It should be mentioned that among the 62 cases which reported 41 cases (64.5%) were male and 21 cases (33.9%) were female. Involvement of men is more common and it is related to their job and their activity which is out door, but there wasn’t a significant difference between sex groups. We have tested our data and found that there is no correlation (Spearman correlation) between sex groups (p > 0.05) that is similar to Daoud et al. (2005). Maiti et al. (2002) investigations about mycetoma in exposed and no exposed parts of body show that the (male/female) cases rations of two parts of body is also different (Maiti and Haldar, 1998).

We have considered that occupational risk in our groups and our results show that farmers are at greater occupation risk of mycetoma. Among the cases 45.2% was farmers we can interpret these data because they have a high risk of injuries that permit infection with saprophytic agents. It should be considered that the trauma is not the only factor for the outcome of the disease but also the viability of the organism and local wound conditions can also modify the outcome (Maiti and Haldar, 1998).

Epidemiological information generated from retrospective analysis of 212 mycetoma cases attending Calcutta school of tropical medicine during 1986 to 1997 revealed that mycetoma which occurred on covered parts of body significantly differed from mycetoma occurring on exposed parts (Maiti and Haldar , 1998; Maiti et al., 2002).

In present study the most common area for infection was pedal mycetoma because it has the most contact with thorns and plants in out door due to some habits such as barefoot walking or agricultural activity. Fungal and bacterial agents are saprophytes in soil or plants and the inoculation of the agent is generally was done by soiled tools (Hashemi and Gramishoar, 2001; Akhtar ands Latief, 1999).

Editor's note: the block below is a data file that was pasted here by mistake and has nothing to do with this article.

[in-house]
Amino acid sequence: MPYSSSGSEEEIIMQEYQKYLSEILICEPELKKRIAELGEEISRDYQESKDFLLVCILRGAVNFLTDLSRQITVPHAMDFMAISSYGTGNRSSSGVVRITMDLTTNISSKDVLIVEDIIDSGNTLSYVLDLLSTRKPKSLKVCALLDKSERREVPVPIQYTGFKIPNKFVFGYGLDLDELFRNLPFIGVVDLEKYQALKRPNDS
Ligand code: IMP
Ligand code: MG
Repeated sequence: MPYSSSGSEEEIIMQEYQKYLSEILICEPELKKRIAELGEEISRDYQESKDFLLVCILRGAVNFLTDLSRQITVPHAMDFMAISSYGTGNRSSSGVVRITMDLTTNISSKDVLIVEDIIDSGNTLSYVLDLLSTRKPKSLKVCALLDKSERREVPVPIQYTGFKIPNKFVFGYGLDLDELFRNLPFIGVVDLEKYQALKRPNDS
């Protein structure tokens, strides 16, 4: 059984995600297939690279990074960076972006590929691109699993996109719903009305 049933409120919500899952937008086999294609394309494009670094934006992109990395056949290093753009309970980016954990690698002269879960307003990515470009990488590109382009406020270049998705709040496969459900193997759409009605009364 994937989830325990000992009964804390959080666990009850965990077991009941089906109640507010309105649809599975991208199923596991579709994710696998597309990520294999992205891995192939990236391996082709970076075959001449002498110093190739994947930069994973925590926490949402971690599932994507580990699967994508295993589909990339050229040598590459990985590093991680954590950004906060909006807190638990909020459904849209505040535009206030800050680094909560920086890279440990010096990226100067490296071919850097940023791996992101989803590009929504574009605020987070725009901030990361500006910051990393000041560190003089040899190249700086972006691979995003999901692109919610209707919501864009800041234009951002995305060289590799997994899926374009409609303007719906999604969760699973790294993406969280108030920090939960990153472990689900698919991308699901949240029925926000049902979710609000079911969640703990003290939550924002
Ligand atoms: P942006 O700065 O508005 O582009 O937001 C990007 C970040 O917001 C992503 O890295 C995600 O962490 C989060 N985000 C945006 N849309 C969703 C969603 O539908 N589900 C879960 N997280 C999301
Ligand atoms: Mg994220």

Finally it should be mentioned that mycetoma are rare in Iran and only appear sporadically. Since the first Iranian case reported in 1972, only 62 cases were reported up to 2005 almost 2 cases per year.


  1. Ahmad, A.B., A.H. Fahal and H. Verburg, 2003. Madurella mycetomatis strains from mycetoma lesions in Sudanese patients, Are clona. J. Clin. Microbiol., 41: 4537-4541.
    CrossRef  |  

  2. Akhtar, M.A. and P.A. Latief, 1999. Actinomycetoma pedis. Postgrad Med. J., 75: 671-671.
    Direct Link  |  

  3. Daoud, M., S.N. Ezzine S.T. Badri, I. Mokhtar, B. Fazaa and M.R. Kamoun, 2005. Mycetoma: Retrospective study of 13 cases in Tunisia. Acta Dermatoven APA, 14: 153-156.
    PubMed  |  Direct Link  |  

  4. Dieng, M.T., M. Sy, B.M. Diop, S. Niang and B. Ndiaye, 2003. Mycetoma 130 cases. Ann. Dermatol. Venerel, 130: 16-19.
    PubMed  |  

  5. Dieng, M.T., S. Niang, B.M. Diop and B. Ndiaye, 2005. Actinomycetoma in Senegal: Study of 90 cases. Bull. Soc. Pathol. Exot., 98: 18-20.
    PubMed  |  Direct Link  |  

  6. Fahal, A.H. and M.A. Hassan, 1992. Mycetoma. Br. J. Surg., 79: 4438-4441.
    PubMed  |  Direct Link  |  

  7. Fletcher, C.L., M.K. Moore and R. Hay, 2001. Eumycetoma due to Madurella mycetomatis acquired in Jamaica. Br. J. Dermatol., 145: 1018-1021.
    CrossRef  |  

  8. Gumaa, S.A., 1994. The etiology and epidemiology of mycetoma. Sudan Med. J., 32: 14-22.

  9. Hashemi, S.J. and M. Gramishoar, 2001. The case report of the first mycetoma caused by Aspergillus flavus in Iran. J. Qazvin Univ. Med. Sci., 19: 64-67.

  10. Hay, R.J., 1996. Fungal Infections: Manson’s Tropical Disease. 20th Edn. WB Saunders, London, UK., pp: 1047-1074

  11. Khatri, M.L., H.M. Al-Halali and M.F. Khalid, 2002. Mycetoma in Yemen: Clinicoepidemiologic and histopathologic study. Int. J. Dermatol., 41: 586-593.
    CrossRef  |  Direct Link  |  

  12. Maiti, P.K. and P.H. Haldar, 1998. Mycetoma in exposed and non exposed parts of body. Ind. J. Med. Microbiol., 16: 1922-1922.

  13. Maiti, P.K., A. Ray and S. Bandyopadhyay, 2002. Epidemiological aspects of mycetoma from a retrospective study of 264 cases in West Bengal. Trop. Med. Int. Health, 7: 788-792.
    CrossRef  |  PubMed  |  

  14. Saag, M.S., L. Goldman and J.C. Bennett, 2000. Mycetoma, Cecil Text Book of Medicine. 21st Edn. Philadelphia pa, WB Saunders, pp: 1885-1887

  15. Zaini, F., A.A. Mehbod and M. Emami, 1999. Text Book of Comprehensive Medical Mycology. 11th Edn. Tehran University Publ., Tehran, Iran pp: 147-158

©  2022 Science Alert. All Rights Reserved